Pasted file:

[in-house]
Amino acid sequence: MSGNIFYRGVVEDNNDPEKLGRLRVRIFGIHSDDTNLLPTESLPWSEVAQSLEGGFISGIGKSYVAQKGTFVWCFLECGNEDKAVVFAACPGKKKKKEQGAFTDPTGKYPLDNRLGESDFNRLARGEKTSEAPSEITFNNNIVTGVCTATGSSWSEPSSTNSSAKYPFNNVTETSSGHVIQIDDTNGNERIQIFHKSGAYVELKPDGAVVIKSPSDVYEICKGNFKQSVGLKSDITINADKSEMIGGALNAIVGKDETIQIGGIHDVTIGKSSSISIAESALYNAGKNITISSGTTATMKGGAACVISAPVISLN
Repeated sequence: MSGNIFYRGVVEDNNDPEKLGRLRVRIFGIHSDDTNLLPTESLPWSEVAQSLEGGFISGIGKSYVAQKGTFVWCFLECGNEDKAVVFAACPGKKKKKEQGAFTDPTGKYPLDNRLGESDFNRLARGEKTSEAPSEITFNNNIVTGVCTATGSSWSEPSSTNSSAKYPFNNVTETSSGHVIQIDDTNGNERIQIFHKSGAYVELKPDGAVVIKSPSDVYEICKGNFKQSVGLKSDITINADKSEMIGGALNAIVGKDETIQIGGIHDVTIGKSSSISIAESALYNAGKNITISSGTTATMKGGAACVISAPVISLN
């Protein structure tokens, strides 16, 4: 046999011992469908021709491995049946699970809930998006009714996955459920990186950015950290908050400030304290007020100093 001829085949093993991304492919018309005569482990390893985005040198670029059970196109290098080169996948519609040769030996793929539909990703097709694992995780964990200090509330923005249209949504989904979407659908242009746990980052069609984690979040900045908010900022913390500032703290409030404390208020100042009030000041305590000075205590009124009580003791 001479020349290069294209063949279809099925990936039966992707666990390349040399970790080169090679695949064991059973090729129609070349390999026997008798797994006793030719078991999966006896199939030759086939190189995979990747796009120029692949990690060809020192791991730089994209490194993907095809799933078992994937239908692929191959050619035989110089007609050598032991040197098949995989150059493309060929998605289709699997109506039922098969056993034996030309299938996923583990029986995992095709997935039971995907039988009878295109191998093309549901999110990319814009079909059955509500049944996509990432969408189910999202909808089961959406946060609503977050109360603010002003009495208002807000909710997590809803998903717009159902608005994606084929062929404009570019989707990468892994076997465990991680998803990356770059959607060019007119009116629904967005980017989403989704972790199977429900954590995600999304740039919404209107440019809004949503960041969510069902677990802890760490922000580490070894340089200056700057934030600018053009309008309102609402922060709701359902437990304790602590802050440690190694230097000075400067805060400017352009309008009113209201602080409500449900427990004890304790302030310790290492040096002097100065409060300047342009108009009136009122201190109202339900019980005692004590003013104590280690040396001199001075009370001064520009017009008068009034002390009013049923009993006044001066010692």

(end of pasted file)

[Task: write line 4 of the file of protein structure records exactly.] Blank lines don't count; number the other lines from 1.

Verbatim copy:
């Protein structure tokens, strides 16, 4: 046999011992469908021709491995049946699970809930998006009714996955459920990186950015950290908050400030304290007020100093 001829085949093993991304492919018309005569482990390893985005040198670029059970196109290098080169996948519609040769030996793929539909990703097709694992995780964990200090509330923005249209949504989904979407659908242009746990980052069609984690979040900045908010900022913390500032703290409030404390208020100042009030000041305590000075205590009124009580003791 001479020349290069294209063949279809099925990936039966992707666990390349040399970790080169090679695949064991059973090729129609070349390999026997008798797994006793030719078991999966006896199939030759086939190189995979990747796009120029692949990690060809020192791991730089994209490194993907095809799933078992994937239908692929191959050619035989110089007609050598032991040197098949995989150059493309060929998605289709699997109506039922098969056993034996030309299938996923583990029986995992095709997935039971995907039988009878295109191998093309549901999110990319814009079909059955509500049944996509990432969408189910999202909808089961959406946060609503977050109360603010002003009495208002807000909710997590809803998903717009159902608005994606084929062929404009570019989707990468892994076997465990991680998803990356770059959607060019007119009116629904967005980017989403989704972790199977429900954590995600999304740039919404209107440019809004949503960041969510069902677990802890760490922000580490070894340089200056700057934030600018053009309008309102609402922060709701359902437990304790602590802050440690190694230097000075400067805060400017352009309008009113209201602080409500449900427990004890304790302030310790290492040096002097100065409060300047342009108009009136009122201190109202339900019980005692004590003013104590280690040396001199001075009370001064520009017009008068009034002390009013049923009993006044001066010692």